Remember when you had little kids running around the house, learning to talk, learning to walk/run and learning to use the toilet? The cute toddler would come running up to you and say “Daddy (or Mommy) I went poo-poo in the potty and it was real big.” Or something similar to that. Well folks, someday (hopefully) you’ll live long enough to learn just how much old age is like those toddler years. A good movement will be the highlight of your day. Any movement at all will be noteworthy.
Yesterday my dear wife and I were in a checkout line where senior citizen discounts are offered. My wife said to the clerk “Make sure we get the senior discount.” The clerk looked at me. “And how old are you sir?” For the life of me I could not manage to say the three syllables that she wanted to hear. “Se-e-e-v-en-en-t-t-t-y” I finally managed to croak. When I was in my sixties, even when I was sixty-nine, I could utter my age. But something happened when I entered the seventh decade. It was like going through a very large, very thick door into a room full of darkness. Some of my friends and relatives made it to this age and didn’t seem to be bothered. Others never did make it to this age (lots of those folks) and of course they never had to worry about it. But here I am, spending far too much time considering the realities of actual old age.
And as I consider these realities I see (as in the example in the first paragraph) just how many things seem to be repeats of stuff that happened way back in early childhood. Get a knee or hip replacement, as so many seniors seem to do, and be treated to the ordeal of learning to walk again. Lose your teeth and learn the delights of soft foods as you wait for new dentures. Relate an interesting story or joke and learn that you don’t know the words to describe just how big the thing you seem to need in the punch line really was. Language is once again a mystery.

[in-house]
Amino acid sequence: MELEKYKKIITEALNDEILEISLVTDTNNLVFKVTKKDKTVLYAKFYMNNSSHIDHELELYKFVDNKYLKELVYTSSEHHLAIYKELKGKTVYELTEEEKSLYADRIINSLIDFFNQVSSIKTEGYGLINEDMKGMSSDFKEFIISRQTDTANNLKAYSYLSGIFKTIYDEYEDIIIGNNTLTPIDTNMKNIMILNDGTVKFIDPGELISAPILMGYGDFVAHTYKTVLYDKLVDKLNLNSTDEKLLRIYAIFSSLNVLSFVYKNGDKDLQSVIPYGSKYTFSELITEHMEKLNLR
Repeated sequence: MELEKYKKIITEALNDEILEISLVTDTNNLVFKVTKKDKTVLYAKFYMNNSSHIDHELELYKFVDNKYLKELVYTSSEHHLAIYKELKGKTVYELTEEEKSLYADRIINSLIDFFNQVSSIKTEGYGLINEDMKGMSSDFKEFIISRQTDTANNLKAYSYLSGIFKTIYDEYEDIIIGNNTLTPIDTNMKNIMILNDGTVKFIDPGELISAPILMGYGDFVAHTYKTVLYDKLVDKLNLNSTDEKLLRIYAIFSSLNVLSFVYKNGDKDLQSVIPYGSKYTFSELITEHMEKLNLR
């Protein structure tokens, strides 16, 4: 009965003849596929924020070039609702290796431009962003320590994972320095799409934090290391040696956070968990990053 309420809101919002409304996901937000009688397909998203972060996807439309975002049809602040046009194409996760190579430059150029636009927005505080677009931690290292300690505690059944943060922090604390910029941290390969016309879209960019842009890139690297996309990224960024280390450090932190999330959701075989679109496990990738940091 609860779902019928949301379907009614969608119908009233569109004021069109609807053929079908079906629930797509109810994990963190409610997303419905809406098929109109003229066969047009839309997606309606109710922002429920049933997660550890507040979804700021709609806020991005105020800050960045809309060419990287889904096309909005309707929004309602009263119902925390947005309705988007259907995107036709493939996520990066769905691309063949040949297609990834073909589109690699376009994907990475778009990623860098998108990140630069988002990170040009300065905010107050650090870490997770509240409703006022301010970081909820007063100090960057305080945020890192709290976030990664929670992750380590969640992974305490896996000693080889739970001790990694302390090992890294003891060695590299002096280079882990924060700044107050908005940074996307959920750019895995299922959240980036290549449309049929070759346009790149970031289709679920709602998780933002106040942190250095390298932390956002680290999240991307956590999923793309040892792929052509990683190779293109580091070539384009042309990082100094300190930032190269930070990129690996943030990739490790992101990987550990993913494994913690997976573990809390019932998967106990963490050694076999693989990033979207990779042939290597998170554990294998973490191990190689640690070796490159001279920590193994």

And we won’t mention bodily processes and abilities that have faded even more than our command of language. Of course, there are many seventy-plus seniors who have retained most of their physical and mental faculties. A few have daily exercise regimens that include running, walking, weight lifting or swimming. Still others pursue the more sedentary sport of golf which mostly consists of driving a golf cart a few feet for the next poorly hit fairway shot. I suppose enough swings could count as a form of exercise. But, for many of us, daily exercise is just too much trouble. In my case mowing the lawn with my push mower and weed trimmer, splitting and stacking firewood, shoveling snow and slow ambles on rural dirt roads will have to be enough. If the exercise doesn’t have an immediately visible result (other than sweat and swearing) then I don’t have time for it. Also, I need my physical activity to a keep my mind at least minimally occupied. If my mind is idle then it wanders back behind that big thick door I mentioned earlier.
Spending too much time peeking into dark corners of that hidden room is too scary a business. It’s in there that we consider questions like these. Burial or cremation, what’s the best choice? Is the will up to date? Should I write my own obituary and eulogy? And those are just the practical questions. There are also the big metaphysical questions. Is Heaven more like farm country or Las Vegas? Is Hell more like Los Angeles or Las Vegas? How long are the lines to those afterlife existences? Will I have to say my age out loud? And what about judgement? Is judgement more like being on Judge Judy’s show or more like pleading a case at the Supreme Court?
Well, I’m going to go do some exercise right now and try to prolong my time in this mortal place. I think I’ll bend my elbow a few times while holding a gradually diminishing container of goodness. How’s that for a metaphoric closing?
Now have a fine day.